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New Natural Cedar Insecticide May Be Too Expensive To Produce

It’s about TIME!!! I read this fascinating story on NPR here.

An all-natural insect repellant called nootkatone found in Alaska yellow cedar trees and citrus fruits (like grapefruit) is being developed by the CDC. It is so safe for humans, it is even an FDA-approved food additive.

Nootkatone is not only safe for humans and the environment, it is a highly effective insect repellant. In fact, it is not only a bug repellant, but an insecticide causing death to biting insects like mosquitoes within 15 seconds.

Application of 2% nootkatone will also control ticks for up to 42 days at greater than 97 percent efficacy.

It is non-greasy, dries very quickly, and it has a very pleasant, citrus-y grapefruit odor to it.

Sounds too good to be true… But it is true! The only downside right now is that it is not available in the market, mainly because it is expensive — $4,000 per kilogram for highly purified food-grade material, which is used in parts-per-million amounts as a flavoring agent.

However, there are two companies that are currently working to make it available as insect control, hopefully in the near future!

Read more about this here.

Susceptibility of four tick species, Amblyomma americanum, Dermacentor variabilis, Ixodes scapularis, and Rhipicephalus sanguineus (Acari: Ixodidae), to nootkatone from essential oil of grapefruit. J Med Entomol. 2011 Mar;48(2):322-6.

Mode of action for natural products isolated from essential oils of two trees is different from available mosquito adulticides. J Med Entomol. 2010 Nov;47(6):1123-6.

Ability of two natural products, nootkatone and carvacrol, to suppress Ixodes scapularis and Amblyomma americanum (Acari: Ixodidae) in a Lyme disease endemic area of New Jersey. J Econ Entomol. 2009 Dec;102(6):2316-24.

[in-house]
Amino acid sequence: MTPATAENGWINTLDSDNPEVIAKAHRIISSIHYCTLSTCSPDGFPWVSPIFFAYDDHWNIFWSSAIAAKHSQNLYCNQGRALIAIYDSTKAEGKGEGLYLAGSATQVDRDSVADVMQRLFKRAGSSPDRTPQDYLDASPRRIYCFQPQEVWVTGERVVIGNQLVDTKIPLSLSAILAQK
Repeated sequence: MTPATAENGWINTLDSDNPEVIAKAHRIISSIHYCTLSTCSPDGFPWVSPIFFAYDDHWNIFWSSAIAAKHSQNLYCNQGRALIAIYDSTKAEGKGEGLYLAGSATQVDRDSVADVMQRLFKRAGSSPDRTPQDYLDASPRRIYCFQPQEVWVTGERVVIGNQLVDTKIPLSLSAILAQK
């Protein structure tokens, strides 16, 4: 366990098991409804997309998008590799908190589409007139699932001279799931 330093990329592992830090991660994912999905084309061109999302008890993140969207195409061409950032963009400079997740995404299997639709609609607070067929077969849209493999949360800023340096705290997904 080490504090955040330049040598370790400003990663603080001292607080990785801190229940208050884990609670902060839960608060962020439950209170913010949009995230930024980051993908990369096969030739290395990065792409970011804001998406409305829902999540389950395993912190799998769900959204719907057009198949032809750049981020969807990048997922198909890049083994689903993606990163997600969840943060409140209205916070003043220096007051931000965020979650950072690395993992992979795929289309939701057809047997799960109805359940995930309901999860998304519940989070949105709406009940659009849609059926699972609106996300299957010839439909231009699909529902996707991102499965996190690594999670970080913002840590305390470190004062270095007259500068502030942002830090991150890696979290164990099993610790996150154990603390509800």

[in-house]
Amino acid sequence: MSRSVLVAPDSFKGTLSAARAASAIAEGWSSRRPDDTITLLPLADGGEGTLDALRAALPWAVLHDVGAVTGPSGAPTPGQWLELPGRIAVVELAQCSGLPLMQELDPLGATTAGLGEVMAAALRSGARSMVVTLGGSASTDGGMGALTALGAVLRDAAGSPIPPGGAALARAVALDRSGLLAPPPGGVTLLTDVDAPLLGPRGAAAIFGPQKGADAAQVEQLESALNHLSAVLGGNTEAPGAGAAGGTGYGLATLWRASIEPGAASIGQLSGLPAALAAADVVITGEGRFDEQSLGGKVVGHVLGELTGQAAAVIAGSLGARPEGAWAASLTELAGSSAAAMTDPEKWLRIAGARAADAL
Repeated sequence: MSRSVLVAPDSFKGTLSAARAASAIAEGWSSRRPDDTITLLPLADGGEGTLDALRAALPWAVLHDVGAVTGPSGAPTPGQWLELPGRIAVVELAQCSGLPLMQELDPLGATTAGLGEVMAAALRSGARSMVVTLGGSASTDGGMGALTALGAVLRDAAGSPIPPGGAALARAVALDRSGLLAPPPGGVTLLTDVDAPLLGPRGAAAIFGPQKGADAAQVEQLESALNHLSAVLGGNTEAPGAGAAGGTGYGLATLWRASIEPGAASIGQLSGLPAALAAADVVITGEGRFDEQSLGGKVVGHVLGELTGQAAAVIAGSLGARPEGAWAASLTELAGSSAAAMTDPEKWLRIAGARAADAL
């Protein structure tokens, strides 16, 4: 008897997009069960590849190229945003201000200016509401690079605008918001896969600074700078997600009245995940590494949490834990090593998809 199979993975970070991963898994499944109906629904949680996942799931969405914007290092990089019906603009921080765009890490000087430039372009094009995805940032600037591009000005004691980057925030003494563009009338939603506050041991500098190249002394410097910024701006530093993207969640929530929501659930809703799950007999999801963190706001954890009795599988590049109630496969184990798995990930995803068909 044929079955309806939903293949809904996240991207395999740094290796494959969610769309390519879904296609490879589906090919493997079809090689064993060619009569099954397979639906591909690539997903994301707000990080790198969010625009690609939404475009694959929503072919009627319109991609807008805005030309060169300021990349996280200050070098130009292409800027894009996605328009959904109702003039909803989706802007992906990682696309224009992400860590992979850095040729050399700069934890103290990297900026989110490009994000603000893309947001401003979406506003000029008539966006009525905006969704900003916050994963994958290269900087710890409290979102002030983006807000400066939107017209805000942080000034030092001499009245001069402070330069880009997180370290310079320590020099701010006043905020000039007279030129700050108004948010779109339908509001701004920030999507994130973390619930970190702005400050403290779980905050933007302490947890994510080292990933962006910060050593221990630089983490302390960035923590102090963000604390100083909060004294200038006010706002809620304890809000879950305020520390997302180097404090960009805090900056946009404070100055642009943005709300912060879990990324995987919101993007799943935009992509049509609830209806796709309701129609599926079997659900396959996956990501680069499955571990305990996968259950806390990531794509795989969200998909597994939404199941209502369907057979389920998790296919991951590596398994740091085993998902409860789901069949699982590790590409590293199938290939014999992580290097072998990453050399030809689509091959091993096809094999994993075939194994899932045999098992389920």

Use of novel compounds for pest control: insecticidal and acaricidal activity of essential oil components from heartwood of Alaska yellow cedar. J Med Entomol. 2005 May;42(3):352-8.

*This blog post was originally published at Fauquier ENT Blog*

The iPhone TickDoctor

Dr. Jeremy Joslin is a wilderness medicine aficionado and has without question posted the greatest number of intelligent and useful comments to posts at this blog. So, I’m pleased to learn that he has created a very useful iPhone application named TickDoctor.

TickDoctor provides a stunning visual atlas of the most common ticks encountered in North America. Although not yet comprehensive, most common ticks are represented. For each tick species, the user is able to identify males, females, and nymphs. In many instances, there are included images of the engorged female, which often looks very different from its non-fed state.

More than just a beautiful atlas, TickDoctor provides instructions for prevention of tick bites and how to remove them if bites should occur. If a bite has occurred, or if you’re just plain curious, Dr. Joslin has included medically relevant data on each species, describing which diseases have been associated with it.

While this application should never substitute for the advice of a physician, it will help guide you to the identification of the tick in question and provide a framework of reference for dealing with “what to do next.”

I’ve been informed by Jeremy that, “if you have a great photo of a tick and want it considered for the next application update, let me know. You can do this by posting a comment and I’ll follow up with you. We’re always interested in making the atlas better.”

This post, The iPhone TickDoctor, was originally published on by Paul Auerbach, M.D..

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